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Virginia slavery took root in the rich soil of the York

Old Point Comfort and Jamestown may have the distinction of being the first places associated with the arrival of Virginia's first Africans in 1619.

But it wasn't until decades later that slavery really took off -- and when it did it was the south bank of the York River that became ground zero.

Geology and plain dumb luck played the greatest role when planters such as Edward Digges of Bellfield -- which was located on what is now the Yorktown Naval Weapons Station -- discovered that their soil ranked highest among the only 14 percent of Tidewater capable of producing highly prized and profitable sweet-scented tobacco.

That windfall resulted in not only tremendous profit but also the pressing demand for more labor. And as the York River planters learned from the experience of other English colonists in the Sugar Islands, slaves may have been more expensive than indentured servants in terms of up-front cost but they also could be driven day and night as well as Sundays in what was an usually intensive agricultural undertaking.

Look for my upcoming story on the burgeoning slave trade that resulted once the transatlantic slave trade began to pay attention to the potential profits to be made from the York River's tobacco boom. It's scheduled to run sometime over the Memorial Day weekend.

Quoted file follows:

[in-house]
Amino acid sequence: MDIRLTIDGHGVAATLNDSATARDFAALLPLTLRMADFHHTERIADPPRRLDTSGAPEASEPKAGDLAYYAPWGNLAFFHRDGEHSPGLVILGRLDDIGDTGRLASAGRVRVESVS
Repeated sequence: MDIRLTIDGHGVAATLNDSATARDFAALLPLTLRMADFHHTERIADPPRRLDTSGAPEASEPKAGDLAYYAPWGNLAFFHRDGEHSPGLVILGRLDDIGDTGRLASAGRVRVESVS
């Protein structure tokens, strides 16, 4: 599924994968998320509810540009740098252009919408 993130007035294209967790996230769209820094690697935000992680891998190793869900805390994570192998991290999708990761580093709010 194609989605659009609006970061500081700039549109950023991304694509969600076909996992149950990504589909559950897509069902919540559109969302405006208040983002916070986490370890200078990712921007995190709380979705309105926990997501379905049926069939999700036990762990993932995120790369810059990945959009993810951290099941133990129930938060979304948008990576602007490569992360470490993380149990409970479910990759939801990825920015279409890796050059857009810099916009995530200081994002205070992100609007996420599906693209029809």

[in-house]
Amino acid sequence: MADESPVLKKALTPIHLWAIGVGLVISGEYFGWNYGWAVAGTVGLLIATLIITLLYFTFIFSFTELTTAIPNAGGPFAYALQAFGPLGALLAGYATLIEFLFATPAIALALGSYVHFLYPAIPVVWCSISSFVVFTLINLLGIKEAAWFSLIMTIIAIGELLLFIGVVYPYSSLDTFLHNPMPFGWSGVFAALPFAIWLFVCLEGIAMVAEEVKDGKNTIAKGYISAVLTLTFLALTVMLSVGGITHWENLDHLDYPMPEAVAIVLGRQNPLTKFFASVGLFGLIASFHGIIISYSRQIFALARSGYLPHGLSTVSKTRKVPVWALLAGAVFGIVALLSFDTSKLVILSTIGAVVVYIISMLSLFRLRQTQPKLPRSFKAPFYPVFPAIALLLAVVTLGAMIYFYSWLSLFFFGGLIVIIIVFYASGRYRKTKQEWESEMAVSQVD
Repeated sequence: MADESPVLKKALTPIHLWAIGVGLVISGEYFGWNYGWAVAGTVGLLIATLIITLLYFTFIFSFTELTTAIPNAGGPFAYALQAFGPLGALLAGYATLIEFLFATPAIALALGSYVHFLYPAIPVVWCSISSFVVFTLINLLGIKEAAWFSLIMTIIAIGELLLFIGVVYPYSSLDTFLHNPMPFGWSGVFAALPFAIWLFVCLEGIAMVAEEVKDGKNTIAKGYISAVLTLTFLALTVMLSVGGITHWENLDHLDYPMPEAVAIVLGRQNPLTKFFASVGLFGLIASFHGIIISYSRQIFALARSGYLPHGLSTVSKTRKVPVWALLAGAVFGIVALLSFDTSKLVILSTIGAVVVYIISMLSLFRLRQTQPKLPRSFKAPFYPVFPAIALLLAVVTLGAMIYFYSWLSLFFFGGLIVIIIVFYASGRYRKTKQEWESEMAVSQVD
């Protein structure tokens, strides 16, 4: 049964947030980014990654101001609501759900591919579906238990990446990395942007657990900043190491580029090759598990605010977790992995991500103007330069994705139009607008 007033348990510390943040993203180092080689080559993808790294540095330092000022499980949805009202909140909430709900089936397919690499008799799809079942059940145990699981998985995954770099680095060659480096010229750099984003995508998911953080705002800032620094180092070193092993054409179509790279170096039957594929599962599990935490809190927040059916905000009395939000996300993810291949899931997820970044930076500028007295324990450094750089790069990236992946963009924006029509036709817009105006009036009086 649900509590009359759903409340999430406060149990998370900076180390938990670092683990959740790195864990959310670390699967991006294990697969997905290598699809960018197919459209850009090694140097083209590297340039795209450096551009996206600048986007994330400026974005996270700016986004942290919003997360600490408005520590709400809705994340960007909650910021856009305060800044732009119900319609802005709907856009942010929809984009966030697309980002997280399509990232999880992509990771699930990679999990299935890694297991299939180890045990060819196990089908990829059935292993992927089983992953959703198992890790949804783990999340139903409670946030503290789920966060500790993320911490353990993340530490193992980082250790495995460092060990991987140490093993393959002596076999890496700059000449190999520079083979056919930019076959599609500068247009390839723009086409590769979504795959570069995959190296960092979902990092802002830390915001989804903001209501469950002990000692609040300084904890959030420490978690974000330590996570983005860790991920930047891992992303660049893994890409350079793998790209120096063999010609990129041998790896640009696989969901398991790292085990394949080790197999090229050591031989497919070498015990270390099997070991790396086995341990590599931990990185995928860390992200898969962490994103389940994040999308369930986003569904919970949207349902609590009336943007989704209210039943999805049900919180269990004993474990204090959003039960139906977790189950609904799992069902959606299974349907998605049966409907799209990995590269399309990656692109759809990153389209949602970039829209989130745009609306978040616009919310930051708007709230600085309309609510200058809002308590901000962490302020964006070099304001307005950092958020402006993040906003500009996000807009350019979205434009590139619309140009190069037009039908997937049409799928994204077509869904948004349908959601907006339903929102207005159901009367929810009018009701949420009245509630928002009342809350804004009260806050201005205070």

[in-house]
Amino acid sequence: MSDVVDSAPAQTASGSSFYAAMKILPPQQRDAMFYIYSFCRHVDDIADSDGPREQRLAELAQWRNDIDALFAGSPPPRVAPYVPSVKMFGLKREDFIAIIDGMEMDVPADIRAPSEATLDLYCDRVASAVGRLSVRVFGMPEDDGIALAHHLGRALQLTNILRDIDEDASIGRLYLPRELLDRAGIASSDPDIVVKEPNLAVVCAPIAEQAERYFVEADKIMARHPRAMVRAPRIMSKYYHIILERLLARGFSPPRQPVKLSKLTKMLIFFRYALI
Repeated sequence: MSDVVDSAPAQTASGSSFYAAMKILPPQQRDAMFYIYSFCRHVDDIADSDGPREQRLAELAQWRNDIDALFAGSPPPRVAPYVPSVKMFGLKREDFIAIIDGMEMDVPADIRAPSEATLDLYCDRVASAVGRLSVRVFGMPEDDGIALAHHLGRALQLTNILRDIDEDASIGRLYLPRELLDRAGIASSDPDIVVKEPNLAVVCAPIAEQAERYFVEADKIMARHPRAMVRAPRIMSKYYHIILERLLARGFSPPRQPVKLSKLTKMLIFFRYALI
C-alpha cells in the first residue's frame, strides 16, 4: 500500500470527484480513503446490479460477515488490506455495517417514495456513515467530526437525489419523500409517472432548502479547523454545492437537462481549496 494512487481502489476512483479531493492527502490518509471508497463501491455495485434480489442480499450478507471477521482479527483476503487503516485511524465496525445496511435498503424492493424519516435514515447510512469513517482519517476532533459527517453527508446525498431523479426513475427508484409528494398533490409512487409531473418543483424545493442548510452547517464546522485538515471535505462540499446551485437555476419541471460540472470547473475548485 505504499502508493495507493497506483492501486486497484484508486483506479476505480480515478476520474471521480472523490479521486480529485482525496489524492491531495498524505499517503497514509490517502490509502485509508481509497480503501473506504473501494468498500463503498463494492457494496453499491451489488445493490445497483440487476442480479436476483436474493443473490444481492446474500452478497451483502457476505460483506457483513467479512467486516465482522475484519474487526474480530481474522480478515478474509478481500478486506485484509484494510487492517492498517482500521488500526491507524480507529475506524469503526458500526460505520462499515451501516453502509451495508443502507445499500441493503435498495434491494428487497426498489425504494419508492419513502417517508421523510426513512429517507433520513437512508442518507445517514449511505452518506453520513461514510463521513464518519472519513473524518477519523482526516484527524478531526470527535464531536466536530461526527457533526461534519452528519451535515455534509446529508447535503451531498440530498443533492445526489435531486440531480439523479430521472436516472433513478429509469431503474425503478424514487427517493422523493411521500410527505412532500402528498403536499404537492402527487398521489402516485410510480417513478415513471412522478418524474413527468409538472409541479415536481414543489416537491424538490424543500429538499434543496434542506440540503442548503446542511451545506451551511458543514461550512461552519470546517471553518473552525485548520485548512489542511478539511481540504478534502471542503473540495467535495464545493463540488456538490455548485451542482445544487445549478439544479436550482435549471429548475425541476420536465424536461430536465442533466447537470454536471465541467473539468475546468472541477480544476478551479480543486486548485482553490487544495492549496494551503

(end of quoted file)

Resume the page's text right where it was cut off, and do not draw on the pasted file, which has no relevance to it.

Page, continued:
Also, mark your calendar for two events scheduled to mark milestone moments in the history of African slavery this weekend.

Fort Monroe and the Contraband Historical Society will commemorate Union Maj. Gen. Benjamin F. Butler's landmark 1861 decision to give asylum to fugitive slaves in a 10 a.m. Saturday program at the fort's theater. Living history tours will run 1-4 p.m. at Cannon Park. Free.  Go to for more information.

At 8-9:30 a.m. Monday, the Middle Passage Ceremonies and Port Markers Project in association with the York County Historical Committee and Colonial National Historical Park will present a Middle Passage Remembrance Ceremony and Wayside Dedication at the base of the “Great Valley,” corner of Water and Read streets on the Yorktown waterfront. Free. Call 757-898-0782 for information.

-- Mark St. John Erickson



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